Make your very own solar hot dog cooker which can save you both time and money.
ILLUSTRATION: MOTHER EARTH NEWS STAFF
Here's just the thing to add a little extra fun and excitement to all those outdoor excursions, picnics, and cookouts that your family will be enjoying during the coming months. It's a solar hot dog cooker built of wood, a few pieces of hardware, and either reflective mylar or something called Flex-Sheet-Mirror. The whole shebang can be put together for less than $30 ... much less if you're good at scrounging. (Note: Click on the Image Gallery link above for more illustrations and details about building this solar hot dog cooker.)
Materials to Build a Solar Hot Dog Cooker
2 each: 2-by-8-by-28-inch to 30-inch lumber
1 each: 1/8-by-26-by-32-inch paneling
2 each: 3/4-by-1-by-20-inch pine
1 each: 1/8-inch or 3/16-inch diameter stainless steel welding rod
4 each: 3 large, 1 small wooden beads to fit rod
1 each: 1/4-by-2-inch wooden dowel
2 each: 1/4-by-3-inch carriage bolts with nuts and flat washers
1 each: glue and paint as needed
2 each: 18-by-24-inch Flex-Sheet-Mirror*
*Flex-Sheet-Mirror costs about $3.50 a square foot in 1978. You'll need six square feet, or $21 worth. Or you can do the same job for less money by substituting two sheets of 12-by-36-inch 2-mil reflective mylar. The mylar was priced at $3.75 a sheet in 1978. The mylar will do the job ... it just won't last as long as the mirrors.
Building the Solar Hot Dog Cooker
MOTHER EARTH NEWS' Travis Brock whipped up the broiler you see here as a Christmas gift for a friend. "The principle of the cooker's operation is very simple," says Travis. "When aimed at the sun, the unit catches all the solar radiation which strikes its curved face and focuses it into a concentrated line of heat that falls on the broiler's skewer."
Travis further points out that the only real trick to making the hot dog or shish kebab cooker work properly lies in designing the collector's curved back so that it, in fact, does focus the sun's rays into one narrow and intense band of heat. "But that's not as difficult as you may think," Brock explains. "You can either calculate the curve mathematically with a formula, or — and this is even easier yet — you can lay the parabolic out in a jiffy with a nail and a framing square as shown in the accompanying sketch."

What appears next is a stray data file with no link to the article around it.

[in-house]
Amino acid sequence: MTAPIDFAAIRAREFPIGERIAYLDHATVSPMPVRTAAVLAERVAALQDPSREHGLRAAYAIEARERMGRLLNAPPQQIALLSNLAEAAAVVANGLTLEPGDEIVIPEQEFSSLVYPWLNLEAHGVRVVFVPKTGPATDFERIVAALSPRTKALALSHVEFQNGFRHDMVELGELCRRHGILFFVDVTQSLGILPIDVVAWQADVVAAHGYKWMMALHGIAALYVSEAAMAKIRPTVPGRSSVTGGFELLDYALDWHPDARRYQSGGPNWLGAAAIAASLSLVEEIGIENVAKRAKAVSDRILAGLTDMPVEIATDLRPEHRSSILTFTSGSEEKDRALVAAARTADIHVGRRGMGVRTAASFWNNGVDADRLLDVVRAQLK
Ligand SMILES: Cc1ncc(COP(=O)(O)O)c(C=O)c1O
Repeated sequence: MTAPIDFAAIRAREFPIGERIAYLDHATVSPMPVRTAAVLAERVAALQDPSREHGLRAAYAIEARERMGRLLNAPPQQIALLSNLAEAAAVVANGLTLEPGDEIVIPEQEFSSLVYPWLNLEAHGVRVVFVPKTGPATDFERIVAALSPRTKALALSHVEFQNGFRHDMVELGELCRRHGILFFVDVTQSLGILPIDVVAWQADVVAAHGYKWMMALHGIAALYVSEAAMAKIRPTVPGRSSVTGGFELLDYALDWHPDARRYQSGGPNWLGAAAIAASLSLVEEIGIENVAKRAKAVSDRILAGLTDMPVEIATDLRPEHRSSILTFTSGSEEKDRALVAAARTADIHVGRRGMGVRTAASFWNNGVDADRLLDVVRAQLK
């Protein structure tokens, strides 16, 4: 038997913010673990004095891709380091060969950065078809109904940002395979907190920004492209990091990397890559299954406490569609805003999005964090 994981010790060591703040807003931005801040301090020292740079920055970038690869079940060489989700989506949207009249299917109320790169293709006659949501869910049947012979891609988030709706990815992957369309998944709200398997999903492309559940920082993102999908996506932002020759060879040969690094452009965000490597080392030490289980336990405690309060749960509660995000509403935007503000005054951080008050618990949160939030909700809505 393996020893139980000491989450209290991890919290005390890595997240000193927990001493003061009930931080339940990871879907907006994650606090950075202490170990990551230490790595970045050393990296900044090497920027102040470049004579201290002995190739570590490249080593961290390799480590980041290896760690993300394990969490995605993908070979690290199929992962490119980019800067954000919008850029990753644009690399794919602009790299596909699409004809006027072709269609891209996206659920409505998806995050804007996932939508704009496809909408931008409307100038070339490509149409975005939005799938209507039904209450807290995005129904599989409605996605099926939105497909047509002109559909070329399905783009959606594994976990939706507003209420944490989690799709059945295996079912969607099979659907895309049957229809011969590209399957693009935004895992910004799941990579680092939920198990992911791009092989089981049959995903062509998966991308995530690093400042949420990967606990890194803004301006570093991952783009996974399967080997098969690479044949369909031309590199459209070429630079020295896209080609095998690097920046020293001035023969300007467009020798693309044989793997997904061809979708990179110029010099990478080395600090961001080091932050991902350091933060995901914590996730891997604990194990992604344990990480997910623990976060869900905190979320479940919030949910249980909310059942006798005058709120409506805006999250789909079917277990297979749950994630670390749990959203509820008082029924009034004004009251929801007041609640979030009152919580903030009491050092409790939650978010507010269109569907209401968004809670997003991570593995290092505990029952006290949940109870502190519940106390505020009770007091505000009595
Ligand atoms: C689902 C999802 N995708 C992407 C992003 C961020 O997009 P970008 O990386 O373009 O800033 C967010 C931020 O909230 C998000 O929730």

Use a band saw, saber saw, or coping saw, and either a rasp or sandpaper to cut your curve out and smooth it down once you have it drawn. Then use what's left of the first 2-by-8 as a pattern to mark and cut a second. These two curved pieces of wood will be your cooker's sides.
Cut a 1/4-inch square notch (centered right on your parabolic curve's pivot point) out of each of the sides. Your broiler's skewer will fit into these notches when the cooker is finished.
Then cut a bigger notch (1 1/4-inch deep and 1 1/2-inch long) into one of the sides as shown. Drill a 1/4-inch hole 1-inch deep into the floor of this indentation taking care to make the hole as perfectly perpendicular to the face of the piece of wood as possible. Finally, put a little glue on one end of a 1/4-by-2-inch wooden dowel and push or tap this "aiming" peg as far into the hole as It will go.
You're now ready to glue and nail the 1/8-by-26-by-32-inch piece of paneling to the curved faces of the two wooden sides. Trim the paneling as necessary to make everything fit together the way it should.
When the back is in place, glue the Flex-Sheet-Mirror (or reflective mylar) to the inside of the paneling. If you use the flex mirrors, you'll have to cut a strip of one edge of the sheeting and refit it as necessary to fill the entire trough with the reflective facing.
Make legs for your little sun scoop by drilling the necessary holes and bolting the two 3/4-by-1-by-20-inch pieces of pine to the cooker's sides. The skewer is finished off by gluing one small and three larger wooden beads onto a length of 1/8-inch stainless steel welding rod (or use a heavier rod if you prefer). File four flat spots on the small bead once the glue is dry. Then, when the squared bead is placed in the skewerholding notch, you'll be able to turn your broiling goodies a quarter-turn at a time as they cook.
Add a coat of non-toxic paint to all the sun scoop's wooden parts and you're ready to "start cookin'." Spear three or four wieners or a string of shish kebab fixings on the stainless steel rod, set the skewer into its notches, and point your broiler at the sun. It'll be aimed precisely at Ole Sol when the little round peg in the big square notch casts no shadow at all. Reaim the cooker as necessary as time goes on and the sun moves across the sky.
On a good day, hot dogs will be steaming tender and juicy all the way through in only four to five minutes ... a shish kebab will take a little longer. And don't worry about the juice that drips onto the mirrors ... it'll wipe off when you're finished. Or you can save all those delicious drippings (and make your broiler cook better on marginal days to boot) by painting some aluminum foil flat black on one side and wrapping it — juice-tight — around the franks or shish kebab (painted side out, of course).